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It all depends on the flour and its quality. There are roughly 5 main types of flour, classified according to their ash content: soft wheat flour, spelled or large spelled flour, rice flour, buckwheat flour and rye flour.

The ash content (4) measures the proportion of mineral residues after having incinerated flour for 1 hour at 900 °. A T 55 flour which is that of traditional bread means that its mineral content is 0,55%.

The more the flour is purified and freed from bran, in which pesticides are concentrated, the lower this rate. Conversely, a wholemeal wholemeal bread, for example, is made with T 150 flour.

If you want my opinion and in short: in traditional bakery, the “must of must” is bread made with organic flour, sifted on a stone millstone and without additives.

With unleavened bread, the “must of the must”, it is a bread made with an organic mixture of spelled flour and buckwheat. This mixture also has the advantage of being almost gluten-free.

Obviously, even if it is not certified organic, this mixture is still without improvers and industrial yeast.

Matzo bread: is it really good for your health? – Happiness and health

Prophylactic bread

Come on, I’ll grant you that. Prophylactic, that sounds a bit pedantic. What is a prophylactic process? It is an active or passive process aimed at preventing the onset, spread or aggravation of a disease.

There are other definitions, but this is the best I have found. Good very good, but still?

Let’s take a little leap into the past and listen to Hildegarde de Bingen (5), the astonishing Benedictine at the end of the XNUMXth century.

This remarkable woman, proclaimed Doctor of the Church in 2012 by Pope Benedict XVI, thus joining three other remarkable women, Catherine of Siena, Thérèse d’Avila and Thérèse de Lisieux, they are also the only women to have been like this. proclaimed, is also known as one of the very first naturalists.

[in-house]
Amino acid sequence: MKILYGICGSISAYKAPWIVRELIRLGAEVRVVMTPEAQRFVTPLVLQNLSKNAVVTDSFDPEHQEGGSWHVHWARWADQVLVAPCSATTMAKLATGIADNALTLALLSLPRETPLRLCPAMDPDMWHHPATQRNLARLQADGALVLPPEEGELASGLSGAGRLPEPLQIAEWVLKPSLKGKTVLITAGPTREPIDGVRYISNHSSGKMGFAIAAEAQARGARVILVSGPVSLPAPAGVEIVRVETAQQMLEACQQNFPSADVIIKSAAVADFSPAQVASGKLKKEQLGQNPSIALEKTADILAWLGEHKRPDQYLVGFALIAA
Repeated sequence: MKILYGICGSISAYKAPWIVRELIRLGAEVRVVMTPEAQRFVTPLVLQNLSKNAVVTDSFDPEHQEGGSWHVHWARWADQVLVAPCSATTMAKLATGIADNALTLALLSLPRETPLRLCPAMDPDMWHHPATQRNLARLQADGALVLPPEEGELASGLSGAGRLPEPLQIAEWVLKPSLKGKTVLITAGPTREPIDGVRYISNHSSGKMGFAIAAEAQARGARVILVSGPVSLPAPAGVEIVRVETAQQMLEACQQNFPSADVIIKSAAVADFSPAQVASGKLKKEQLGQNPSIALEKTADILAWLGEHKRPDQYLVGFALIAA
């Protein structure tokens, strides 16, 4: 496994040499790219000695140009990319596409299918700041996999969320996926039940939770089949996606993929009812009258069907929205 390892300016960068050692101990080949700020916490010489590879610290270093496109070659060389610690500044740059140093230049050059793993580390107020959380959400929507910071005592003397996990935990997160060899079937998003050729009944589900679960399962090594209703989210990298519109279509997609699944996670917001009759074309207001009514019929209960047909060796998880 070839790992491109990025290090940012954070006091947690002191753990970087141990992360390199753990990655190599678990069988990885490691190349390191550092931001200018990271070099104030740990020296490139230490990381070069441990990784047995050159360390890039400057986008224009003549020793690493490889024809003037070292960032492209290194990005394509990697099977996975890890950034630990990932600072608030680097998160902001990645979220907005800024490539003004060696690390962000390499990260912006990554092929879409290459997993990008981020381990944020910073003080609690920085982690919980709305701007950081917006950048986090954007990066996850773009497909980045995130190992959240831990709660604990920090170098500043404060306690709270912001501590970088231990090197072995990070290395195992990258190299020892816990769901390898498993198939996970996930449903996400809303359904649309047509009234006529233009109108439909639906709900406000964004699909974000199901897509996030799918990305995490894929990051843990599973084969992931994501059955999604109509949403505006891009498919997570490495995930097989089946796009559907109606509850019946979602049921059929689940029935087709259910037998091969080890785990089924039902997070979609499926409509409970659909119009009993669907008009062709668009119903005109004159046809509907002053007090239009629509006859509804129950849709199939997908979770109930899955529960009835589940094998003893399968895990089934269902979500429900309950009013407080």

I bore you ? Normal, all this is far now. Anyway, at a time when bread was a fundamental part of the diet, she said: ”spelled gives life to those who eat a little every day and brings joy to the heart. . ”

Spelled dates back to the early days of agriculture and although it resembles wheat, it cannot be equated with it.

Now, you see, spelled is made up of all the things on the mineral list: sodium, calcium, potassium, magnesium, silicon, sulfur, phosphorus, and iron. That’s not all.

It is full of vitamins B 1 and B 2. And above all, it provides the body with 8 essential amino acids that it is unable to synthesize on its own.

I remind you of them for the record because I have already told you about them, in particular, about quinoa and its benefits. These are valine, isoleucine, threonine, tryptophan, phenylalanine, lysine, methionine and leucine.

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The advantage of all these properties is that they play a very active role against many pathologies. This is prophylaxis! They are very useful in helping to counteract gastrointestinal disorders and metabolic disorders.

What about matzo in all of this? Well, it’s the one that allows you to take full advantage of the benefits present in cereals.

It is the one whose ingredients are best known. I told you a little earlier that the must of the must, it is a unleavened bread with spelled and buckwheat flour, and well, in fact, nothing could be simpler to obtain it and to know its proportions.

With regular bread, it will be a little more difficult.

Make your homemade unleavened bread

After all, why wouldn’t you make your own matzo bread? It couldn’t be simpler and it doesn’t take a lot of time.

Take 200 gr of flour, certified organic, if possible. Mix it with half a teaspoon of salt, and 12 cl of hot water. Knead it all for about XNUMX minutes, but no more.

And if it sticks, add a little flour, it means that you have put too much water. Don’t forget to preheat your oven to 200 ° during this time.

Divide your mixture into two balls that you will roll out with a rolling pin or a bottle to make two patties. Prick each of the two patties at regular intervals with a fork.

Place your two pancakes, which you have previously rounded with a pastry ring, to make it more beautiful, on the sheet of sulphurous paper, sprinkled with flour, which you have placed on your baking sheet.

Bake, put your thermostat at 200 °, wait between 15 and 20 minutes, and take out your baking sheet as soon as the pretty golden spots appear, then leave to cool for about ten minutes.

There you have your “homemade” unleavened bread, made with the flour of your choice.

For the little story …

Be aware that unleavened bread can have other uses than those I just mentioned. During the Christmas period, in Provence, it is with him that the tasty nougats with hazelnuts are made (6). Finally… The very thin leaves that cover them.


(1) Union of crispy and soft breadmaking

(2) The World, History of religions

(3) News from the bakery and pastry shop

(4) Classification of flour

(5) Eating according to Hildegarde de Bingen

(6) Chef Simon’s recipe – Le Monde